NAIROBI, Oct. 2 (Xinhua) -- Fast increase of food and oil imports flowing into Kenya led to widening of trade deficit in the second quarter of the year, compared with the same period in 2016, government statistics showed Monday.
The deficit was mainly pushed up by increased bill on imports of food items like maize and petroleum products, a new economic report from the Kenya National Bureau of Statistics (KNBS) showed Monday.
"In the second quarter of 2017, imports valued on free on board increased by 15.5 percent to 4 billion U.S. dollars from 3.5 billion dollars in the second quarter of 2016, mainly on account of increased bill on imports of food and petroleum products," said the report for the April-June period.
Total exports increased marginally to 1.5 billion dollars in this quarter, up from 1.4 billion dollars in the same period of 2016.
"This resulted into widening of the external trade deficit in the review period. The balance of trade continued to worsen for the second consecutive quarter of 2017," said KNBS.
During the period, Kenya suffered an acute food shortage, particularly of maize and sugar, forcing up prices.
The shortage saw the government allow duty-free importation of maize and sugar, thus, pushing up the import bill.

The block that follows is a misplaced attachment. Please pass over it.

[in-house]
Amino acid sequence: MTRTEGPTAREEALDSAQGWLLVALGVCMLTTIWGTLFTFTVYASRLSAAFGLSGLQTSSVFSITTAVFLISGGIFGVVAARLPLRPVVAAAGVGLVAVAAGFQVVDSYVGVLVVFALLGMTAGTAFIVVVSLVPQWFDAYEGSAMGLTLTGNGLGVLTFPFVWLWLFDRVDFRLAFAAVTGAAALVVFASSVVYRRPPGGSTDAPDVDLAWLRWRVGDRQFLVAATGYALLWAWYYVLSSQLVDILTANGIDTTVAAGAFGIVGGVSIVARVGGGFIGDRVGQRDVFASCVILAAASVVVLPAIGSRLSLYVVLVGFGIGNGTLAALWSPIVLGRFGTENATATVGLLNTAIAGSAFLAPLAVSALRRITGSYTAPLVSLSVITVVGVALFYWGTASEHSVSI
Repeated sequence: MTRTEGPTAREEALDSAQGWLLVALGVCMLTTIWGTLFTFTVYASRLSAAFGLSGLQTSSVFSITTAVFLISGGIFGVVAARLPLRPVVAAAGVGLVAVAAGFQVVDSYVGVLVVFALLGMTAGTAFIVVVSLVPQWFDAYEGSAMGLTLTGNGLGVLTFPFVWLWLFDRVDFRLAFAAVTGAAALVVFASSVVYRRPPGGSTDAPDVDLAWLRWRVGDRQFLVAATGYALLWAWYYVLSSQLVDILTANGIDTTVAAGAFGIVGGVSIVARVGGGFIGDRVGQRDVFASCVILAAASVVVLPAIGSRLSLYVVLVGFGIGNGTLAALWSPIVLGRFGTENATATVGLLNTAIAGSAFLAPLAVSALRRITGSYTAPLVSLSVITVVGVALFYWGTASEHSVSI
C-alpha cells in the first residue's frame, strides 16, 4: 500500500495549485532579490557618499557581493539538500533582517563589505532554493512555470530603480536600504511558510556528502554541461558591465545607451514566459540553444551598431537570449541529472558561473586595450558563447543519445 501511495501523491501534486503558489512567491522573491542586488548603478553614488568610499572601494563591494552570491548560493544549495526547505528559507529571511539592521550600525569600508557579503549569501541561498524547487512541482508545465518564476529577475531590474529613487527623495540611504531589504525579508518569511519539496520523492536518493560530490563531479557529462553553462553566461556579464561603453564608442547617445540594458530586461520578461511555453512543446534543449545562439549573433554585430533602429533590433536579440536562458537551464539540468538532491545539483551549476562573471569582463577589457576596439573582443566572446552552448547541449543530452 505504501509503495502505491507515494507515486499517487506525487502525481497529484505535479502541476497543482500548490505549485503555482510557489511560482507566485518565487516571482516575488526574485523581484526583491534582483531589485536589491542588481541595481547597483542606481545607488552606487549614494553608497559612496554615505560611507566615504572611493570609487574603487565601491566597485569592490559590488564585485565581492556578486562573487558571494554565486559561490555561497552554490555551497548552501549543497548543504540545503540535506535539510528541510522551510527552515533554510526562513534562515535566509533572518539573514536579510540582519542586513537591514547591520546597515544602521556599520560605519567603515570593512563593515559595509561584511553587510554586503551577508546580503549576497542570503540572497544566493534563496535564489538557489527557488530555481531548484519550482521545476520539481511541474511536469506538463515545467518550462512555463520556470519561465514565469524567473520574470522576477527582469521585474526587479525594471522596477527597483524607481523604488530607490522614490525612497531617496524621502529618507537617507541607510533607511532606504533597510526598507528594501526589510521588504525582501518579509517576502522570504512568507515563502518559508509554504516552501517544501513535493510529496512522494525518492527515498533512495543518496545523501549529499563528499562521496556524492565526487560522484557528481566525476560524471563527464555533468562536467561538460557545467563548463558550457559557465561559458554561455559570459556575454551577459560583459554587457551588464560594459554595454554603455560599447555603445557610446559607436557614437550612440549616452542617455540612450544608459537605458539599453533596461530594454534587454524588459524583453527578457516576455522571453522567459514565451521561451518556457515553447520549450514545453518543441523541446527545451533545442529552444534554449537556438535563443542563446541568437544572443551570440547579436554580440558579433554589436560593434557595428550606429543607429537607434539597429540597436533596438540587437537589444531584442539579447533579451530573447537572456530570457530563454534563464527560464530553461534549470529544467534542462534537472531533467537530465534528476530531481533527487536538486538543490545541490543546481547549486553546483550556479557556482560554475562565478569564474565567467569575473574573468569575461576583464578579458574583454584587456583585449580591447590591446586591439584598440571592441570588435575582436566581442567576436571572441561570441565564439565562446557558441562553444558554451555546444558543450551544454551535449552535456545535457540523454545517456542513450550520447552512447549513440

Maize and sugar were imported into the east African nation, with the former coming from as far as Mexico and the later mainly from the Commond Market for Eastern and Southern Africa (COMESA) region.
With the imported maize and government was able to subsidize prices to 0.9 dollars for a 2kg packet of maize flour, down from 1.5 dollars.
"Imports from the EAC (East African Community) nearly doubled from 71 million dollars in the second quarter of 2016 to 131 million dollars in the quarter under review, while imports from COMESA increased to 260 million dollars in the same period," said the government agency.
EAC groups Burundi, Kenya, Rwanda, South Sudan, Tanzania, and Uganda. COMESA has 19 member states.
However, total exports to the EAC recorded a 14.4 percent decrease in the second quarter of 2017, to 25 million dollars, from 30 million dollars in the second quarter of 2016.
A similar trend was observed in total exports to COMESA, which fell from 42 million dollars in the second quarter of 2016 to 39 million dollars in the second quarter of 2017.